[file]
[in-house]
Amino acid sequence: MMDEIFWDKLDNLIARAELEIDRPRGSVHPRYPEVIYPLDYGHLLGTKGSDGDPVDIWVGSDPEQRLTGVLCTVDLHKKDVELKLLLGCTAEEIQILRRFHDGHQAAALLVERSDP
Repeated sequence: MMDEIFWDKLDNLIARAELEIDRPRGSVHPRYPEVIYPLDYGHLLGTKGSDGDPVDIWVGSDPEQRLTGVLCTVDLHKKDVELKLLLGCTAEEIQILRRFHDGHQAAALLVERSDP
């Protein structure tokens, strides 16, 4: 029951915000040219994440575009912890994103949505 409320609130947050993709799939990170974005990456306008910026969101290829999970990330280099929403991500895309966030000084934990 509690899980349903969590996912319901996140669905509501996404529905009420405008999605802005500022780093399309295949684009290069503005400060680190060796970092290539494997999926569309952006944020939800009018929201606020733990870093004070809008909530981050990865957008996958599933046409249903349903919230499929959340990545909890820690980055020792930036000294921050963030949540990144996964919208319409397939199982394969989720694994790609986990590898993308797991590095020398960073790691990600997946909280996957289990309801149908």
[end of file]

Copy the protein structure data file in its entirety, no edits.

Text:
[in-house]
Amino acid sequence: MMDEIFWDKLDNLIARAELEIDRPRGSVHPRYPEVIYPLDYGHLLGTKGSDGDPVDIWVGSDPEQRLTGVLCTVDLHKKDVELKLLLGCTAEEIQILRRFHDGHQAAALLVERSDP
Repeated sequence: MMDEIFWDKLDNLIARAELEIDRPRGSVHPRYPEVIYPLDYGHLLGTKGSDGDPVDIWVGSDPEQRLTGVLCTVDLHKKDVELKLLLGCTAEEIQILRRFHDGHQAAALLVERSDP
């Protein structure tokens, strides 16, 4: 029951915000040219994440575009912890994103949505 409320609130947050993709799939990170974005990456306008910026969101290829999970990330280099929403991500895309966030000084934990 509690899980349903969590996912319901996140669905509501996404529905009420405008999605802005500022780093399309295949684009290069503005400060680190060796970092290539494997999926569309952006944020939800009018929201606020733990870093004070809008909530981050990865957008996958599933046409249903349903919230499929959340990545909890820690980055020792930036000294921050963030949540990144996964919208319409397939199982394969989720694994790609986990590898993308797991590095020398960073790691990600997946909280996957289990309801149908």